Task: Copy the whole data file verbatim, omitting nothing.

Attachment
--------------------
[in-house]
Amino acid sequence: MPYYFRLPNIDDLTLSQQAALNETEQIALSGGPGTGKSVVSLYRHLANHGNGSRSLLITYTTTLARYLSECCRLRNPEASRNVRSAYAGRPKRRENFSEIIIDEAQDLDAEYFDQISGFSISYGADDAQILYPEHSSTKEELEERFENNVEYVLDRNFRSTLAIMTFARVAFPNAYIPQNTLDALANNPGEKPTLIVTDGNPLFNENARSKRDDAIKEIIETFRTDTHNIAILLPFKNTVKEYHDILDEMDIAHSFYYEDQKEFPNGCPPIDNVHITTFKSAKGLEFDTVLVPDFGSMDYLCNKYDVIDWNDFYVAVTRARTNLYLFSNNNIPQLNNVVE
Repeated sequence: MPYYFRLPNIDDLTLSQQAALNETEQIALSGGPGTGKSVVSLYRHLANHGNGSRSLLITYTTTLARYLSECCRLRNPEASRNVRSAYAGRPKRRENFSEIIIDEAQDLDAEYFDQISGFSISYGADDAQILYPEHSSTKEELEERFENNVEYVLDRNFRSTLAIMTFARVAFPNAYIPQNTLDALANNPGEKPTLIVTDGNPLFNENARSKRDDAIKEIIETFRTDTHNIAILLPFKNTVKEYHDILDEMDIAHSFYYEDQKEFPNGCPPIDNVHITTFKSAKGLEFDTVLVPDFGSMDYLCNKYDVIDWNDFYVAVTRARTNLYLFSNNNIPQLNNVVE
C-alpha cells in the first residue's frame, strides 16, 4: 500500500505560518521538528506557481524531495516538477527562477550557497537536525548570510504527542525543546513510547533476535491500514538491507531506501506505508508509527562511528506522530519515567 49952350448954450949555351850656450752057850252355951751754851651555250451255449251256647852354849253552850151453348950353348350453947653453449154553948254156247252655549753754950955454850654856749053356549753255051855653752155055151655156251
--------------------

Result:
[in-house]
Amino acid sequence: MPYYFRLPNIDDLTLSQQAALNETEQIALSGGPGTGKSVVSLYRHLANHGNGSRSLLITYTTTLARYLSECCRLRNPEASRNVRSAYAGRPKRRENFSEIIIDEAQDLDAEYFDQISGFSISYGADDAQILYPEHSSTKEELEERFENNVEYVLDRNFRSTLAIMTFARVAFPNAYIPQNTLDALANNPGEKPTLIVTDGNPLFNENARSKRDDAIKEIIETFRTDTHNIAILLPFKNTVKEYHDILDEMDIAHSFYYEDQKEFPNGCPPIDNVHITTFKSAKGLEFDTVLVPDFGSMDYLCNKYDVIDWNDFYVAVTRARTNLYLFSNNNIPQLNNVVE
Repeated sequence: MPYYFRLPNIDDLTLSQQAALNETEQIALSGGPGTGKSVVSLYRHLANHGNGSRSLLITYTTTLARYLSECCRLRNPEASRNVRSAYAGRPKRRENFSEIIIDEAQDLDAEYFDQISGFSISYGADDAQILYPEHSSTKEELEERFENNVEYVLDRNFRSTLAIMTFARVAFPNAYIPQNTLDALANNPGEKPTLIVTDGNPLFNENARSKRDDAIKEIIETFRTDTHNIAILLPFKNTVKEYHDILDEMDIAHSFYYEDQKEFPNGCPPIDNVHITTFKSAKGLEFDTVLVPDFGSMDYLCNKYDVIDWNDFYVAVTRARTNLYLFSNNNIPQLNNVVE
C-alpha cells in the first residue's frame, strides 16, 4: 500500500505560518521538528506557481524531495516538477527562477550557497537536525548570510504527542525543546513510547533476535491500514538491507531506501506505508508509527562511528506522530519515567 49952350448954450949555351850656450752057850252355951751754851651555250451255449251256647852354849253552850151453348950353348350453947653453449154553948254156247252655549753754950955454850654856749053356549753255051855653752155055151655156251